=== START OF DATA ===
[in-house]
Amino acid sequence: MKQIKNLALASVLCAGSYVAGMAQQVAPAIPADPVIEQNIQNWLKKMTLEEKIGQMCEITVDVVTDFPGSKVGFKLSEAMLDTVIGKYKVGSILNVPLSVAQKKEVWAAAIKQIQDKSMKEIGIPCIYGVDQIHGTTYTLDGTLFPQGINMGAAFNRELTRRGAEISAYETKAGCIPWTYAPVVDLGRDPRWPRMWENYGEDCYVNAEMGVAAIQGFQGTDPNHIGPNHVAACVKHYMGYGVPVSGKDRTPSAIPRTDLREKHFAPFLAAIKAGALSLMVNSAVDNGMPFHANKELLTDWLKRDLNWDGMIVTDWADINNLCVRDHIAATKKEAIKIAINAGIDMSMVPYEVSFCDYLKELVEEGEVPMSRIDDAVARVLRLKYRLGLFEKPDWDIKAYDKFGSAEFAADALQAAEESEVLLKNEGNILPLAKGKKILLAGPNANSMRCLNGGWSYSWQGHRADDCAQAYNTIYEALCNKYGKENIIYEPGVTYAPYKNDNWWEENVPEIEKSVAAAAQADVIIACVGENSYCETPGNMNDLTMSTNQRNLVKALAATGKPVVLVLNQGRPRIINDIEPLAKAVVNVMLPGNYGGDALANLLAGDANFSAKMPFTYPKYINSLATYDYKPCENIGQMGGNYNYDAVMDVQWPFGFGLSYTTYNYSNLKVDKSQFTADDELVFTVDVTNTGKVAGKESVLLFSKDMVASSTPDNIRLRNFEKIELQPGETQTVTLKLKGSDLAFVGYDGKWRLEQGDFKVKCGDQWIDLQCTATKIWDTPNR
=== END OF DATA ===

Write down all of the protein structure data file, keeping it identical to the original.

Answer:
[in-house]
Amino acid sequence: MKQIKNLALASVLCAGSYVAGMAQQVAPAIPADPVIEQNIQNWLKKMTLEEKIGQMCEITVDVVTDFPGSKVGFKLSEAMLDTVIGKYKVGSILNVPLSVAQKKEVWAAAIKQIQDKSMKEIGIPCIYGVDQIHGTTYTLDGTLFPQGINMGAAFNRELTRRGAEISAYETKAGCIPWTYAPVVDLGRDPRWPRMWENYGEDCYVNAEMGVAAIQGFQGTDPNHIGPNHVAACVKHYMGYGVPVSGKDRTPSAIPRTDLREKHFAPFLAAIKAGALSLMVNSAVDNGMPFHANKELLTDWLKRDLNWDGMIVTDWADINNLCVRDHIAATKKEAIKIAINAGIDMSMVPYEVSFCDYLKELVEEGEVPMSRIDDAVARVLRLKYRLGLFEKPDWDIKAYDKFGSAEFAADALQAAEESEVLLKNEGNILPLAKGKKILLAGPNANSMRCLNGGWSYSWQGHRADDCAQAYNTIYEALCNKYGKENIIYEPGVTYAPYKNDNWWEENVPEIEKSVAAAAQADVIIACVGENSYCETPGNMNDLTMSTNQRNLVKALAATGKPVVLVLNQGRPRIINDIEPLAKAVVNVMLPGNYGGDALANLLAGDANFSAKMPFTYPKYINSLATYDYKPCENIGQMGGNYNYDAVMDVQWPFGFGLSYTTYNYSNLKVDKSQFTADDELVFTVDVTNTGKVAGKESVLLFSKDMVASSTPDNIRLRNFEKIELQPGETQTVTLKLKGSDLAFVGYDGKWRLEQGDFKVKCGDQWIDLQCTATKIWDTPNR